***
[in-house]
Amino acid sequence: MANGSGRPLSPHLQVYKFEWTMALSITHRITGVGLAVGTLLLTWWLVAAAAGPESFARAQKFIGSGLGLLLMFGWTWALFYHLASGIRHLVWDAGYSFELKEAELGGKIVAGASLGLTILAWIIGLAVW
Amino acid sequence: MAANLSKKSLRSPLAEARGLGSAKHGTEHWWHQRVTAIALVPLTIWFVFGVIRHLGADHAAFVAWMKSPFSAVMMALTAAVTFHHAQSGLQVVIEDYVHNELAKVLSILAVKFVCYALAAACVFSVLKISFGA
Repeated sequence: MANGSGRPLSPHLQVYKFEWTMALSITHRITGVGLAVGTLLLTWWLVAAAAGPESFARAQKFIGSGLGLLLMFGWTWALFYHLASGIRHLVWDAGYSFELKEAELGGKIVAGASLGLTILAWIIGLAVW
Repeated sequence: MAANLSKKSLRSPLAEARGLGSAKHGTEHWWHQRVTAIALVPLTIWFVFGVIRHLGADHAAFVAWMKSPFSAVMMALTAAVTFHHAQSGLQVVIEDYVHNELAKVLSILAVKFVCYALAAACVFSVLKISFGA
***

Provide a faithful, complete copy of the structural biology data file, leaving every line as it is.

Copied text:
[in-house]
Amino acid sequence: MANGSGRPLSPHLQVYKFEWTMALSITHRITGVGLAVGTLLLTWWLVAAAAGPESFARAQKFIGSGLGLLLMFGWTWALFYHLASGIRHLVWDAGYSFELKEAELGGKIVAGASLGLTILAWIIGLAVW
Amino acid sequence: MAANLSKKSLRSPLAEARGLGSAKHGTEHWWHQRVTAIALVPLTIWFVFGVIRHLGADHAAFVAWMKSPFSAVMMALTAAVTFHHAQSGLQVVIEDYVHNELAKVLSILAVKFVCYALAAACVFSVLKISFGA
Repeated sequence: MANGSGRPLSPHLQVYKFEWTMALSITHRITGVGLAVGTLLLTWWLVAAAAGPESFARAQKFIGSGLGLLLMFGWTWALFYHLASGIRHLVWDAGYSFELKEAELGGKIVAGASLGLTILAWIIGLAVW
Repeated sequence: MAANLSKKSLRSPLAEARGLGSAKHGTEHWWHQRVTAIALVPLTIWFVFGVIRHLGADHAAFVAWMKSPFSAVMMALTAAVTFHHAQSGLQVVIEDYVHNELAKVLSILAVKFVCYALAAACVFSVLKISFGA